February 27, 2010 11:58 AM

In which I posted a reply

Mr. Maurer said…
You hit upon some very excellent and insight points to consider. As a teacher and “role model” for middle school students I have to be careful what I say,do,promote,etc. in the eyes of my students. I agree with you on all of your points and actually you have me thinking in a whole new perspective on what I share and books that I booktalk. I took into consideration your point about would we want our own children to hang out with this kid and I instantly thought no way. I usually think of books as an outlet to read for fun or to work on reading skills. This book series is all over my building with reluctant and struggling readers. I cannot help but think of your final point that will this book help them move to the next level of literature. Probably not, but with some students I can’t help but think something is better than nothing. Thank you for such an insightful comment. I will have to address some of your points in a separate post because I think this dialogue needs to continue.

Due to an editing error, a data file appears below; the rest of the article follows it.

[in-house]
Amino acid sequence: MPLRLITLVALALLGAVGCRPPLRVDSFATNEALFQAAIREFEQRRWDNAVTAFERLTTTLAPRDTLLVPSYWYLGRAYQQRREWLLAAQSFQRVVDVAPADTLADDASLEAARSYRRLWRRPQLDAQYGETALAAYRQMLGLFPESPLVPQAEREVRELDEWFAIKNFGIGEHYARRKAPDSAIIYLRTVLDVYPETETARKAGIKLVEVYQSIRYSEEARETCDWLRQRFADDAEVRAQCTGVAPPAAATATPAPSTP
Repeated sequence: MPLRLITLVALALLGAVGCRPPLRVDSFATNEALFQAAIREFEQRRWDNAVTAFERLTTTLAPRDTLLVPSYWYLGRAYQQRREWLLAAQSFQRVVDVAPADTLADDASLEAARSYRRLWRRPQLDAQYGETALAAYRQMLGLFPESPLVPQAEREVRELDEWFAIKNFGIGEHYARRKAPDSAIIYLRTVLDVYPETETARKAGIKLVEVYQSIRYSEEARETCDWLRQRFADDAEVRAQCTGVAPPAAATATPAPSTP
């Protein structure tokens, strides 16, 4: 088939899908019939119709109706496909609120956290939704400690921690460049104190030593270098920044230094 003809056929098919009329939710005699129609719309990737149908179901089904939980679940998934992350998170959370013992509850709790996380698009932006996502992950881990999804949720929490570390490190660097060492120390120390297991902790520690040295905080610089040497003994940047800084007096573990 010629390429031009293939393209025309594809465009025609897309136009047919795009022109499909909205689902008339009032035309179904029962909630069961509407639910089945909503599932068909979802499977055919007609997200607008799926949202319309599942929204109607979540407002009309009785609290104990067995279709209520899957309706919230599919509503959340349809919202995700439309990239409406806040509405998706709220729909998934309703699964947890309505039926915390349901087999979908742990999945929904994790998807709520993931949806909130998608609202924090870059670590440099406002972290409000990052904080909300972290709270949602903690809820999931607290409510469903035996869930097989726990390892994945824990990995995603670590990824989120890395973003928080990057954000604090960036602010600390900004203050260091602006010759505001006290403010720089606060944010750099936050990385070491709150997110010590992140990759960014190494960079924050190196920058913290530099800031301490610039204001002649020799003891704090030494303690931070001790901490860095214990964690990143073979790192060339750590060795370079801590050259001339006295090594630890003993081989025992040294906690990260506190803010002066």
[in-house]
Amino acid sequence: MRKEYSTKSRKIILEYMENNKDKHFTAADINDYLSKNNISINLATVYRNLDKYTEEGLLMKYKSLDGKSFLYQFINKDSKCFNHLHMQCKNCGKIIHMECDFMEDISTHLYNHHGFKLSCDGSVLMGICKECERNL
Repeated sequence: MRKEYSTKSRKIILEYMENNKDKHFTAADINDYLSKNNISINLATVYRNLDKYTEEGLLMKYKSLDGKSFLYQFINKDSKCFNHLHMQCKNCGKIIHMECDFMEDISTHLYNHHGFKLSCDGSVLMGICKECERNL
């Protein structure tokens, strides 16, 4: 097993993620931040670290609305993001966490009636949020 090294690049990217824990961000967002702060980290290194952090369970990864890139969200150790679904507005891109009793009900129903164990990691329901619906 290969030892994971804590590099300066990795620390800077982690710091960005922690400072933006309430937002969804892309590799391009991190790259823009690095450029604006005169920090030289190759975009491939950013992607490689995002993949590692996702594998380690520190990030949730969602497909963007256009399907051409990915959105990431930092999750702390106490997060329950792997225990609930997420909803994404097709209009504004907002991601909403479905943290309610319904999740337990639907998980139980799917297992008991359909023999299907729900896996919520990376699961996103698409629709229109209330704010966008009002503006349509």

I am really reevaluating my approach to the books I promote and how I review. I cannot stop thinking about some of these issues. I would like to begin a discussion about this topic so please post some comments down below and see where this takes us. I hope some students respond so we can hear from both sides. Here is a link the site of Aaron Mead where you can read more.

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2 thoughts on “Why is Diary of a Wimpy Kid – Good? or Bad?

  1. Thanks for continuing the conversation here. I’m sorry I didn’t see your comment or this post earlier.